by Robin Burridge
WIKWEMIKONG—On June 14, the Wikwemikong Unceded Indian Reserve officially announced the removal of wind turbines from their Renewable Energy Plan. This decision was reached at a band and council meeting held on June 17, where the council voted to remove wind power from the plan after overwhelming opposition from the community.
“The strong opposition was ultimately deciding factor in the decision,” said Chief Hazel Fox-Recollet during an interview with The Expositor. “Myself and the council heard the band members loud and clear.”
She explained that wind power opposing band members convinced the council of their points through the presentation of human, animal, and environmental impacts that had not been brought forward when wind power had initially been incorporated into their Renewable Energy Plan.
According to the press release distributed by the band office, “a comprehensive community survey was conducted in 2008 with a total of 439 band members participating in the survey with 59 percent in support of wind farm development.”
The wind opposition felt that band membership, at the time, was not “fully informed of both the pros and cons.” The press release also stated that a petition that was presented during the meeting indicated almost 400 signatures of community members opposing wind farm development was a powerful persuader.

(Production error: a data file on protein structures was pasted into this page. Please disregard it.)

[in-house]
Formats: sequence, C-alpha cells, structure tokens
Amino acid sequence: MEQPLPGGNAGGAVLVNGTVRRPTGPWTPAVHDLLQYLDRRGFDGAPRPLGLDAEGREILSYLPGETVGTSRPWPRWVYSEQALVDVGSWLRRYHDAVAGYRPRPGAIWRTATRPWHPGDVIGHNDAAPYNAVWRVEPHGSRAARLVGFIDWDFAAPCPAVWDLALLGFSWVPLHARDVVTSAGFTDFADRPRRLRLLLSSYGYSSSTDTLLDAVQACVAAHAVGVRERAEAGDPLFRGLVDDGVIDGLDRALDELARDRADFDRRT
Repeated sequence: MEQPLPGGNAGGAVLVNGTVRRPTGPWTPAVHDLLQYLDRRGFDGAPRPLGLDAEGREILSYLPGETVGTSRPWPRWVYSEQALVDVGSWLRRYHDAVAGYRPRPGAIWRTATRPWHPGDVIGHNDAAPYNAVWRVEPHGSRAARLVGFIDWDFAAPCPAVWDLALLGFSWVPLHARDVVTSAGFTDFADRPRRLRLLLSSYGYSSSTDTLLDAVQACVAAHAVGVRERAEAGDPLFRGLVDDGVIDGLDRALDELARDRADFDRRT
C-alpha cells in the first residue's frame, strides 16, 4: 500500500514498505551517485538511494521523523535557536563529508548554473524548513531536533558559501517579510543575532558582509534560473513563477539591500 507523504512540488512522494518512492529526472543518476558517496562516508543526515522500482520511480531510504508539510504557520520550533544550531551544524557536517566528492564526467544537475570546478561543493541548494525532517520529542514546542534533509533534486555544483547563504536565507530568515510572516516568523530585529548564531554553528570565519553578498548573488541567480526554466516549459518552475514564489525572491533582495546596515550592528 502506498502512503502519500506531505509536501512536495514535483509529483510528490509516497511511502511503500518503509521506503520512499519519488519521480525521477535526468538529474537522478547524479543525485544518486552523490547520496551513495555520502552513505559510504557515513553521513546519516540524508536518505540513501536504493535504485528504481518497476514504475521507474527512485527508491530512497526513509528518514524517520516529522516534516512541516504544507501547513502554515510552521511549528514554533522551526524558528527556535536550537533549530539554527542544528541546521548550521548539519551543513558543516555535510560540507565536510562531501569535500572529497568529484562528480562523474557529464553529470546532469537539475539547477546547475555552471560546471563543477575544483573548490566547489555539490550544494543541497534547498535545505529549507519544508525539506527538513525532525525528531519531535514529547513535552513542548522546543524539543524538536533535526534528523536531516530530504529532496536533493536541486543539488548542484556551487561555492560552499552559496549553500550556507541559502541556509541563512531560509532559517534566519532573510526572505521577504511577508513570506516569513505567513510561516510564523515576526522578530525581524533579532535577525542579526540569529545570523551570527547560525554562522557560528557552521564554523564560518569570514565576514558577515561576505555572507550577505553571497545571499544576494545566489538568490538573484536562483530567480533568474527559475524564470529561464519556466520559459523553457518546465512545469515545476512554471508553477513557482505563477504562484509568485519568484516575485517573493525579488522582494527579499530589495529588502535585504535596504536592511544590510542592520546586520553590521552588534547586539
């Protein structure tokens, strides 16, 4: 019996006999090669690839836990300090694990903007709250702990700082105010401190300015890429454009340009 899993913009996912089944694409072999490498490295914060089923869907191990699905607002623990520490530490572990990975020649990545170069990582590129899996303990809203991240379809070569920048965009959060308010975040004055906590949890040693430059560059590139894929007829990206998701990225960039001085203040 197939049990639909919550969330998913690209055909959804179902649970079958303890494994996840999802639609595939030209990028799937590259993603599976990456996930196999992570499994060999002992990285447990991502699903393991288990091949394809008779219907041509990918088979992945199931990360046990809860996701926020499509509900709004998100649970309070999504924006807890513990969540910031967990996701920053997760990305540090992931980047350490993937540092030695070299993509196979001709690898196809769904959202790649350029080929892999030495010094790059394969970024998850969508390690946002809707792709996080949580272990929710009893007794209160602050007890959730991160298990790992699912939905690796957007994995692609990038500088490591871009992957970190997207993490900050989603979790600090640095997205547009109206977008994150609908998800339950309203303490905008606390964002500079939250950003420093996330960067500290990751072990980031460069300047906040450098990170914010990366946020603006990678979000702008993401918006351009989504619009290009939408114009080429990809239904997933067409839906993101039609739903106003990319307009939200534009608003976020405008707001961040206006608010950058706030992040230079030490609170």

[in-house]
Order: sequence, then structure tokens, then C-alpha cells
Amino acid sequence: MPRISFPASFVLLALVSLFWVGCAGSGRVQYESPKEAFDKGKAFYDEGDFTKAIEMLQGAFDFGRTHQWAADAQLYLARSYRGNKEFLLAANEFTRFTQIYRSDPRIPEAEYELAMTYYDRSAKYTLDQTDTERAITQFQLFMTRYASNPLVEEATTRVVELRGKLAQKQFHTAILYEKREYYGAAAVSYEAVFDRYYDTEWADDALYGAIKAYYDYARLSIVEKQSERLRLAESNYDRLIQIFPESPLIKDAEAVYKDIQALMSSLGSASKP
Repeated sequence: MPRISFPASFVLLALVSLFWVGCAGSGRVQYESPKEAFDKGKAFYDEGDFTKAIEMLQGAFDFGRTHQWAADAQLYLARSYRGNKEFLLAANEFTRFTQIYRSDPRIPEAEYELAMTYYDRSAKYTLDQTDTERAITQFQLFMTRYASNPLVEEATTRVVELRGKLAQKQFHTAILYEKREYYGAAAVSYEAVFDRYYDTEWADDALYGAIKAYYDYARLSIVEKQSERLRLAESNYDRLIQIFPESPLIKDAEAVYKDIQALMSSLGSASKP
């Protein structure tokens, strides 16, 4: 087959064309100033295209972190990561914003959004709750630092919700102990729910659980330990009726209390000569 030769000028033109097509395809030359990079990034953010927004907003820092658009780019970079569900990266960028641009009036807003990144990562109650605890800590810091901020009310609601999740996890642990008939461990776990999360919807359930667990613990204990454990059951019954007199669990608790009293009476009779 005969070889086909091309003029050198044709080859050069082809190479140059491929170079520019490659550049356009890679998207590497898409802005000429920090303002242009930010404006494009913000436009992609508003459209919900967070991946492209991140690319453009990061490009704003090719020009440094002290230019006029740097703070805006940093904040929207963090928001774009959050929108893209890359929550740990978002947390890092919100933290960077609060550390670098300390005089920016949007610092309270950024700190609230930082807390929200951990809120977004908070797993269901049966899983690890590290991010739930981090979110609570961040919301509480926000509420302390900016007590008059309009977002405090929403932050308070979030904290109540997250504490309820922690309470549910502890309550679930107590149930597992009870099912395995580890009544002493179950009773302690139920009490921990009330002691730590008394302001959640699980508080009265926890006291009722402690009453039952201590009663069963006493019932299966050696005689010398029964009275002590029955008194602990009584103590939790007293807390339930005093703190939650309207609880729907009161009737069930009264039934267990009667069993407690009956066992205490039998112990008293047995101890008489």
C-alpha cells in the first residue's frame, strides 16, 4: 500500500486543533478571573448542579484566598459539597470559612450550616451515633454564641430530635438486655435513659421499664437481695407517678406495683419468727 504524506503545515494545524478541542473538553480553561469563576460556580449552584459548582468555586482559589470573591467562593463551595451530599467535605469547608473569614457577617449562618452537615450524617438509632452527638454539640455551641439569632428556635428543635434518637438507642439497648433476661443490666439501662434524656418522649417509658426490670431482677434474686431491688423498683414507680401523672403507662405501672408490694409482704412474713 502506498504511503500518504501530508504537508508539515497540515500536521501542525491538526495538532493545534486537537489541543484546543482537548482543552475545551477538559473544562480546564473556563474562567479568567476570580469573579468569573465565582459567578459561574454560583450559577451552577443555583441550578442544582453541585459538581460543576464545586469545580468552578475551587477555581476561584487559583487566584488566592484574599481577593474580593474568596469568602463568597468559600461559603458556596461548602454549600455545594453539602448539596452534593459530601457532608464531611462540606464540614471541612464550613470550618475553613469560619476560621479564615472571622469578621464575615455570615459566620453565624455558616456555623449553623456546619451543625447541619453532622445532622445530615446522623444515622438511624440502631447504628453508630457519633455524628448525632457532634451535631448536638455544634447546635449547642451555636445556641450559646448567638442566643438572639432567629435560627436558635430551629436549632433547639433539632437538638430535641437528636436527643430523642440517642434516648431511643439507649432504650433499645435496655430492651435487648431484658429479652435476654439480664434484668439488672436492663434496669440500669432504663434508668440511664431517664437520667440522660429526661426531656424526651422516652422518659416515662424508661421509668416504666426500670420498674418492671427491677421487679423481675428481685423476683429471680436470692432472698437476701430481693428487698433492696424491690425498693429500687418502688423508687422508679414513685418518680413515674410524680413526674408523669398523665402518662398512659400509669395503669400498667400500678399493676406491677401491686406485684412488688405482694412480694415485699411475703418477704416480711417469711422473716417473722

“We are in support of green energy,” said Chief Fox-Recollet, “but we are shifting our focus to solar energy.”
The chief explained that they have spent a significant amount of revenue, between $1.4 and $1.6 million dollars, to reach a point where the Ontario Power Authority indicated that Wikwemikong would be granted a Feed In Tariff (FIT) contract. However, the chief said, the band was not awarded a contract when they were announced by the Government of Ontario in the fall of 2010.
She noted that the $1.4 to $1.6 million was spent over a six year period on wind testing, research and development, staff, and traveling to government meetings and programs. She stated that this was a “significant amount of money” and that chief and band council will be actively pursing reimbursement.
Moving forward with the Renewable Energy Plan, the chief and council plan to “gather and analyze the situation and identify opportunities, in addition to adopting a focus on solar energy and conservation.”